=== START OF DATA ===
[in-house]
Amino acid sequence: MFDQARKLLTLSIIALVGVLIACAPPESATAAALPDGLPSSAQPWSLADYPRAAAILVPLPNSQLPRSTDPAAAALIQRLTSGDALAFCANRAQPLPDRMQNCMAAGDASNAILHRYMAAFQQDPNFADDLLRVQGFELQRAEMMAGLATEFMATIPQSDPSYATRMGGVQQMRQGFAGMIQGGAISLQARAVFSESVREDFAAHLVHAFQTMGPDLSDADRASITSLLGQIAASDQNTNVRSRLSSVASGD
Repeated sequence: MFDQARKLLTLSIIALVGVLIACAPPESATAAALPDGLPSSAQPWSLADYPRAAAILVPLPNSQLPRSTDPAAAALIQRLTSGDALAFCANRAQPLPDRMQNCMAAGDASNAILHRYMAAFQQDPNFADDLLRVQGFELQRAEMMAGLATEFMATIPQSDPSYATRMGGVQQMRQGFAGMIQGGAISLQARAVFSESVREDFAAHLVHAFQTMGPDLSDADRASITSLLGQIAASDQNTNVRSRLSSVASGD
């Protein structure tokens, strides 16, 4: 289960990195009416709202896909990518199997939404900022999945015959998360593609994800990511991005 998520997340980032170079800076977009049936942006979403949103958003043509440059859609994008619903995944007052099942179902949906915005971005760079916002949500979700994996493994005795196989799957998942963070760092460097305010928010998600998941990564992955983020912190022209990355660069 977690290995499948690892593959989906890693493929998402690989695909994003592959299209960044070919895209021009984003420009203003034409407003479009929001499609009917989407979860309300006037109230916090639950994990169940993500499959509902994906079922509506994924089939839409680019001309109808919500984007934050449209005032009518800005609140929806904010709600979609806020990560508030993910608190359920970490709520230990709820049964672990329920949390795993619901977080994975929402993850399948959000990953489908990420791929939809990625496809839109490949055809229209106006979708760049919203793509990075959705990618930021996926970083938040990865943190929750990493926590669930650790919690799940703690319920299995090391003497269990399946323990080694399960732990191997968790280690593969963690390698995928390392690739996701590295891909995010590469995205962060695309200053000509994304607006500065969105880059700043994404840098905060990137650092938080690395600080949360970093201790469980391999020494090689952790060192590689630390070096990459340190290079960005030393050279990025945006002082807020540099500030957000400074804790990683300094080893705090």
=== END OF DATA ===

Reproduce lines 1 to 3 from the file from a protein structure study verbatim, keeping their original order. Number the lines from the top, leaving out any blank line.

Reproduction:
[in-house]
Amino acid sequence: MFDQARKLLTLSIIALVGVLIACAPPESATAAALPDGLPSSAQPWSLADYPRAAAILVPLPNSQLPRSTDPAAAALIQRLTSGDALAFCANRAQPLPDRMQNCMAAGDASNAILHRYMAAFQQDPNFADDLLRVQGFELQRAEMMAGLATEFMATIPQSDPSYATRMGGVQQMRQGFAGMIQGGAISLQARAVFSESVREDFAAHLVHAFQTMGPDLSDADRASITSLLGQIAASDQNTNVRSRLSSVASGD
Repeated sequence: MFDQARKLLTLSIIALVGVLIACAPPESATAAALPDGLPSSAQPWSLADYPRAAAILVPLPNSQLPRSTDPAAAALIQRLTSGDALAFCANRAQPLPDRMQNCMAAGDASNAILHRYMAAFQQDPNFADDLLRVQGFELQRAEMMAGLATEFMATIPQSDPSYATRMGGVQQMRQGFAGMIQGGAISLQARAVFSESVREDFAAHLVHAFQTMGPDLSDADRASITSLLGQIAASDQNTNVRSRLSSVASGD